Gr 3-6–From chicken soup, honey, and mother's kisses to frog soup, mummy powder, and leeches, Beccia highlights some unusual cures for common illnesses that have been practiced throughout history. Organized by coughs, colds, sore throats, wounds, stomachaches, fever, headaches, and other sicknesses, the book first presents the cures and then challenges readers to guess which methods have been effective. In the ensuing pages, she describes the philosophy behind each treatment and notes its utility. While grounded in science, Beccia takes a holistic view, leading to some surprising results. Though the application of mummy powder to wounds may actually have spread more disease, bleeding may have sometimes helped by starving staph infections of iron. The “frog slime” involved in the titular cure is now used in some modern medications, and mother's kisses are an example of the beneficial power of placebos. Digital mixed-media color illustrations and manageable blocks of text invite reluctant readers to browse this high-interest title. While the figures are often awkwardly composed, their expressions as they confront each unpalatable cure are highly entertaining. In comparison, Richard Platt's Doctors Did What?! (Two-Can, 2006) covers slightly more ground through a time line approach, but the tone is sarcastic and the use of photos makes for a more appalling read. Beccia's approachable introduction is more suitable for younger readers and all those with sensitive stomachs.–Jayne Damron, Farmington Community Library, MIα(c) Copyright 2010. Library Journals LLC, a wholly owned subsidiary of Media Source, Inc. No redistribution permitted.
Author-illustrator Beccia has gathered some of history’s strangest cures for what ails you. Some of these are silly (puppy kisses), some are sticky (spider webs), some are stinky (skunk oil), and some are sweetly sentimental (a mother’s kisses). Do any of them work? You bet, and part of the fun is guessing which ones (don’t you dare turn to the page where the answers are revealed). Arranged by malady (coughs, colds, fevers, etc.), each section is typically introduced by three possible cures, with wounds getting nine choices. The pages that follow reveal which cures work, why, and when and where they might have originated. Beccia’s droll text is greatly enhanced by her witty single- and double-page illustrations, filled with humorous details. Boys will especially enjoy the ickier cures (anyone for urine drinking?), while teachers and librarians will welcome the careful research and the useful appended bibliography. Grades 1-4. --Michael CartSee all Editorial Reviews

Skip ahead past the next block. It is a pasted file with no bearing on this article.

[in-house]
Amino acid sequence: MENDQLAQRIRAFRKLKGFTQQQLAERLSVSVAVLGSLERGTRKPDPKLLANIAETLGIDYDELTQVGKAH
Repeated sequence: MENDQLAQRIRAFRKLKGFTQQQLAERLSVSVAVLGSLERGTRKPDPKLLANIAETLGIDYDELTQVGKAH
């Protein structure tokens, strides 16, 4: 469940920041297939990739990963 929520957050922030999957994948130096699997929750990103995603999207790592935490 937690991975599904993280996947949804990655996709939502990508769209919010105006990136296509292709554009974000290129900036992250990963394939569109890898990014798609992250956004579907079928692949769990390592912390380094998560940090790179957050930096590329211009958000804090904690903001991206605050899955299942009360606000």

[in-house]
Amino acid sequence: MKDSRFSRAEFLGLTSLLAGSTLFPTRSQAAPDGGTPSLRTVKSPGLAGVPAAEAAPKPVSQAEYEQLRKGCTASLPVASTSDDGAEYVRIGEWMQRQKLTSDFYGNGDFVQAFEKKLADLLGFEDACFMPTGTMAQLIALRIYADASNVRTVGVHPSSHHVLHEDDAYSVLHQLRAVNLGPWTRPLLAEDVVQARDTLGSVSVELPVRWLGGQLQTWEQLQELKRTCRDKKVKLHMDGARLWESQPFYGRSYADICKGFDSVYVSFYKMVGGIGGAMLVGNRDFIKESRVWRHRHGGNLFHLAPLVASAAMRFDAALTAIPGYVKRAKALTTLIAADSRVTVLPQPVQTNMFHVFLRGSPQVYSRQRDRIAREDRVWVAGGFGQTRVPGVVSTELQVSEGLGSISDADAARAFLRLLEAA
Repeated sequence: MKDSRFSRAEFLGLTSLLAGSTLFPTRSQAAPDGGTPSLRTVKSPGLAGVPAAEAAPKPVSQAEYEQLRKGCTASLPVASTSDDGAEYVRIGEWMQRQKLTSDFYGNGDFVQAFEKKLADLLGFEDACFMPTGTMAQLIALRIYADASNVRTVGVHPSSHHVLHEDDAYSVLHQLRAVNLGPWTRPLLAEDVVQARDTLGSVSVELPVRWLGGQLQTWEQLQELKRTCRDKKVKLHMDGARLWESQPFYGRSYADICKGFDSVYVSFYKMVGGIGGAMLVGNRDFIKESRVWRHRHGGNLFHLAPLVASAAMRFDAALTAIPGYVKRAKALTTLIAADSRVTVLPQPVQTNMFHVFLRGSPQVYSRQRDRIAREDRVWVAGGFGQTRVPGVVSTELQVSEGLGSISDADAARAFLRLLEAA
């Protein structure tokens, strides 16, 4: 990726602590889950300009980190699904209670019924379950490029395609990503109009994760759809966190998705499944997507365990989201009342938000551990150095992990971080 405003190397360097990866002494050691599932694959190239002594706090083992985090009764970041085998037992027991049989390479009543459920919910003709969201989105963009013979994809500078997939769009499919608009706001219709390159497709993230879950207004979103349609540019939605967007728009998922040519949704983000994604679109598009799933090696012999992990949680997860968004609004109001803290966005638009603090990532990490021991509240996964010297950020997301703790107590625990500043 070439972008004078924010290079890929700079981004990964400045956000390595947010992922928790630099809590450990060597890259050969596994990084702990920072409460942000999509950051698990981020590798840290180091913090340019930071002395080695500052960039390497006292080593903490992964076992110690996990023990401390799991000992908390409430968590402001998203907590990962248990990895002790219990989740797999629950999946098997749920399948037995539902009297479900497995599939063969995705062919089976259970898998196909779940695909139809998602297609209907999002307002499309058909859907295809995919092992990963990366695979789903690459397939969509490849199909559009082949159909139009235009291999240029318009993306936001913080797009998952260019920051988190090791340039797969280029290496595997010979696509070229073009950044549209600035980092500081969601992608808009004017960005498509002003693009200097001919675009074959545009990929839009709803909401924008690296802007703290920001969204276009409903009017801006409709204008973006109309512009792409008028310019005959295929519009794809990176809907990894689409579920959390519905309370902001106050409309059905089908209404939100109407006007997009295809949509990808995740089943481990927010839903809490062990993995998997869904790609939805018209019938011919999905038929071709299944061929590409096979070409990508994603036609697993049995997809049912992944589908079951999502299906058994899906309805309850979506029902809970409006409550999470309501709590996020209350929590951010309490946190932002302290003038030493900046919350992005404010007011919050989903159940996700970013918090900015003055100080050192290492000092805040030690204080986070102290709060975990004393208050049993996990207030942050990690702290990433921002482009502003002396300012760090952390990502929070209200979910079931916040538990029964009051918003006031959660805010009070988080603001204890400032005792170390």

Eek! I LOVE this book. Every child I read this book to at my last job couldn't take their eyes off of it. Read morePublished 3 months ago by jen
"The book is funny and inspiring. I like this book because it is nice thing to read." According to my second grader.Published 14 months ago by Kimberly Stull
I love the questions in the beginning of each section. It teaches the kids to predict. Very interesting information. Read morePublished 19 months ago by K. Nishimura
I liked this book a lot, but it was the wiredest book ever in the history of books. Dora the explorer is way better than this.Published 21 months ago by Cate Crawford